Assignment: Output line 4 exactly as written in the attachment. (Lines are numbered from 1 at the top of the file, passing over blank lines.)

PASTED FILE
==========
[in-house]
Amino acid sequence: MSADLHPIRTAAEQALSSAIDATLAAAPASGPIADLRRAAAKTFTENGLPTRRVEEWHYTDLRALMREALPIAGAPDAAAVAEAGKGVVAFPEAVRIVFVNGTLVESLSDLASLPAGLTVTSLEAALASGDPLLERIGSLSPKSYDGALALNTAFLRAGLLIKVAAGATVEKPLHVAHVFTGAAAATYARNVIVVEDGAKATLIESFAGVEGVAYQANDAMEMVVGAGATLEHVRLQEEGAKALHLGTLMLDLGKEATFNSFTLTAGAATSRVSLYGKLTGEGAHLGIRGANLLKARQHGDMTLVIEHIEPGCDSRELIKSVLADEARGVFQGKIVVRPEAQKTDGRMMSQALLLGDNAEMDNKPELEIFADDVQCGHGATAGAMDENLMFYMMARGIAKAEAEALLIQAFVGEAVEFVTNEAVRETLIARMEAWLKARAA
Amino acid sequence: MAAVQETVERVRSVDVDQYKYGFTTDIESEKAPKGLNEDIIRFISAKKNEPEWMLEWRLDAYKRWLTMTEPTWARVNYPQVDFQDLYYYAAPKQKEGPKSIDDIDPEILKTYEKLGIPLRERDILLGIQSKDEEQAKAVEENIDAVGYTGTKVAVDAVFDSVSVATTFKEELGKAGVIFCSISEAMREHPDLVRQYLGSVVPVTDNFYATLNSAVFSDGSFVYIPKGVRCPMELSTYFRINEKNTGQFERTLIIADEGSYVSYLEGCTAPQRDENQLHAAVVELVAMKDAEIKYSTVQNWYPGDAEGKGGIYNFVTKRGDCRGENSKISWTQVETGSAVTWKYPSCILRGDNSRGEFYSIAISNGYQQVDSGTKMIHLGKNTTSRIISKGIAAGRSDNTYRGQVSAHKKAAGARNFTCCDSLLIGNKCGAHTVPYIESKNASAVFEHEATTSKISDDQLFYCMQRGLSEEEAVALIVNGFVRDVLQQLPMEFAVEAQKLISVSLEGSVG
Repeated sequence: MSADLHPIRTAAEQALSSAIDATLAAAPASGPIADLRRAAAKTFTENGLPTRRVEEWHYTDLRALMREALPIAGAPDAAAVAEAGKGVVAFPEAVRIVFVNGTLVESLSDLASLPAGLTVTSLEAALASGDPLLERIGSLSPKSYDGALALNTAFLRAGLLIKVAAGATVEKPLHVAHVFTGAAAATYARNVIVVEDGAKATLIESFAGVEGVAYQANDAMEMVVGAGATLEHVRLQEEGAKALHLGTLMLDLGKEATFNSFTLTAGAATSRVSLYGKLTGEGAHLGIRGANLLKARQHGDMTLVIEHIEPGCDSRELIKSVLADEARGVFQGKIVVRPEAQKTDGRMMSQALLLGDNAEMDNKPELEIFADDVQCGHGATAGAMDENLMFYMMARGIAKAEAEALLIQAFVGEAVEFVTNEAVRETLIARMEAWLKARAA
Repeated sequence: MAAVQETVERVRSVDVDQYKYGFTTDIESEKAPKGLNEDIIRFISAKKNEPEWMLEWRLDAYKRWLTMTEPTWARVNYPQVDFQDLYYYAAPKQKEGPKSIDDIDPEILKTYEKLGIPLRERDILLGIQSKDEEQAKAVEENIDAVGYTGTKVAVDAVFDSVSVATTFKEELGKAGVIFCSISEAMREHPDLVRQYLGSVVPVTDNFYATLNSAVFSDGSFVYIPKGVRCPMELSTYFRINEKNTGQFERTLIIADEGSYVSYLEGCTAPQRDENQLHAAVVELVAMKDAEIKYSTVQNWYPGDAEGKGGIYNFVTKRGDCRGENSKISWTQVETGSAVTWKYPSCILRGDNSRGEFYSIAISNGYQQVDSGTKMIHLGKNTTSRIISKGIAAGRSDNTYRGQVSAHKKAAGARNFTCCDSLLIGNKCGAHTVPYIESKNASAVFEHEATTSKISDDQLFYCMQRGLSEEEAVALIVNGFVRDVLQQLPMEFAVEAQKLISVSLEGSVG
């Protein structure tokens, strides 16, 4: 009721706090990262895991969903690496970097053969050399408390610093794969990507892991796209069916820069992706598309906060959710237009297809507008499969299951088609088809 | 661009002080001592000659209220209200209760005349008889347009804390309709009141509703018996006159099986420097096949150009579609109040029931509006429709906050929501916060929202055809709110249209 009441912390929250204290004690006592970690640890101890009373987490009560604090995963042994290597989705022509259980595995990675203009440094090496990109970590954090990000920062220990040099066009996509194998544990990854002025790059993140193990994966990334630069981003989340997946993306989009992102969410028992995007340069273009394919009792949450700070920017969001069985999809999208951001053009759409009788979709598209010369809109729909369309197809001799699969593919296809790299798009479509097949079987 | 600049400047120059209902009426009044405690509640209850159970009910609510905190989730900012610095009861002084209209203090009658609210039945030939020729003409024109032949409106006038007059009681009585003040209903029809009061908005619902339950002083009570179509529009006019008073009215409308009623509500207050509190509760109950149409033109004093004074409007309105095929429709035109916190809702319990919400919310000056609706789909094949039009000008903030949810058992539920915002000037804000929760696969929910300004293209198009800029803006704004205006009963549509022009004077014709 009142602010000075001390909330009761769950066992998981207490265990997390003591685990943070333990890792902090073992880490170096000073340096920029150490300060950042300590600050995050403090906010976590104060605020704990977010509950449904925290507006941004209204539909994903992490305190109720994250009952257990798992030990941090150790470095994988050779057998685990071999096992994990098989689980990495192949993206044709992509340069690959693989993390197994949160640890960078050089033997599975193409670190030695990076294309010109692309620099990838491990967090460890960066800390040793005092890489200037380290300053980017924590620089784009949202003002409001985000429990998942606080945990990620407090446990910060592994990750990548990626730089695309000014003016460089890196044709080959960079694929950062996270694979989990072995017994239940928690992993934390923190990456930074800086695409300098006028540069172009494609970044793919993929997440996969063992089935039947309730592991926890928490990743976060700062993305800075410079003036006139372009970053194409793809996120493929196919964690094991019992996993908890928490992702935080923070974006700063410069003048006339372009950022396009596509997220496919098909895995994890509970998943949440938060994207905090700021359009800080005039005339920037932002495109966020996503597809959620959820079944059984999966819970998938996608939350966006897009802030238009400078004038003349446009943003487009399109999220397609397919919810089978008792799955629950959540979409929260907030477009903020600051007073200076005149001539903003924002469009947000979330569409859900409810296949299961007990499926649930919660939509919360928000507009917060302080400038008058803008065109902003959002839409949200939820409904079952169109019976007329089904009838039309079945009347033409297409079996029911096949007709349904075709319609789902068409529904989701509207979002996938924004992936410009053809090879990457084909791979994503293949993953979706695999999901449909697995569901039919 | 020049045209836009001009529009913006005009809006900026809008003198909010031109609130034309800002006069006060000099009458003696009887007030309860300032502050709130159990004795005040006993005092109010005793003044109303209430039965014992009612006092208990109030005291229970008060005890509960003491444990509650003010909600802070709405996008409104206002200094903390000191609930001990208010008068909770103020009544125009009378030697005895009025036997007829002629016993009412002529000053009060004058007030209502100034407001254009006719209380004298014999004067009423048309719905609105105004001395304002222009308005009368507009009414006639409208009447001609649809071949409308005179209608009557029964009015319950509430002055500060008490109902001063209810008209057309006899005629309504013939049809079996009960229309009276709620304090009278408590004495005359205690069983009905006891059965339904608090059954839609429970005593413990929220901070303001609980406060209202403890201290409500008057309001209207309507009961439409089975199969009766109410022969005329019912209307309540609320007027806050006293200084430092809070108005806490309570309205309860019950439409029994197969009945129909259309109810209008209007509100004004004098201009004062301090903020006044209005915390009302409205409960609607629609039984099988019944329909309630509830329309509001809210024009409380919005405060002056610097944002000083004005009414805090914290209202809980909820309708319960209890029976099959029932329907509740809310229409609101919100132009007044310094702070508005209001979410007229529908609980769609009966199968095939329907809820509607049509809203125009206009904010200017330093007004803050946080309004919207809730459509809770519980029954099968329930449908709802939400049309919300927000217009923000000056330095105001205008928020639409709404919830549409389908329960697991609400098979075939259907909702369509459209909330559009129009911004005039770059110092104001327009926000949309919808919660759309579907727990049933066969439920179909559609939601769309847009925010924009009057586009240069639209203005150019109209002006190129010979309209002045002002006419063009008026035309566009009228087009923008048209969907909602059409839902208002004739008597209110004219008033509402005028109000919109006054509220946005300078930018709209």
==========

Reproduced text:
Repeated sequence: MSADLHPIRTAAEQALSSAIDATLAAAPASGPIADLRRAAAKTFTENGLPTRRVEEWHYTDLRALMREALPIAGAPDAAAVAEAGKGVVAFPEAVRIVFVNGTLVESLSDLASLPAGLTVTSLEAALASGDPLLERIGSLSPKSYDGALALNTAFLRAGLLIKVAAGATVEKPLHVAHVFTGAAAATYARNVIVVEDGAKATLIESFAGVEGVAYQANDAMEMVVGAGATLEHVRLQEEGAKALHLGTLMLDLGKEATFNSFTLTAGAATSRVSLYGKLTGEGAHLGIRGANLLKARQHGDMTLVIEHIEPGCDSRELIKSVLADEARGVFQGKIVVRPEAQKTDGRMMSQALLLGDNAEMDNKPELEIFADDVQCGHGATAGAMDENLMFYMMARGIAKAEAEALLIQAFVGEAVEFVTNEAVRETLIARMEAWLKARAA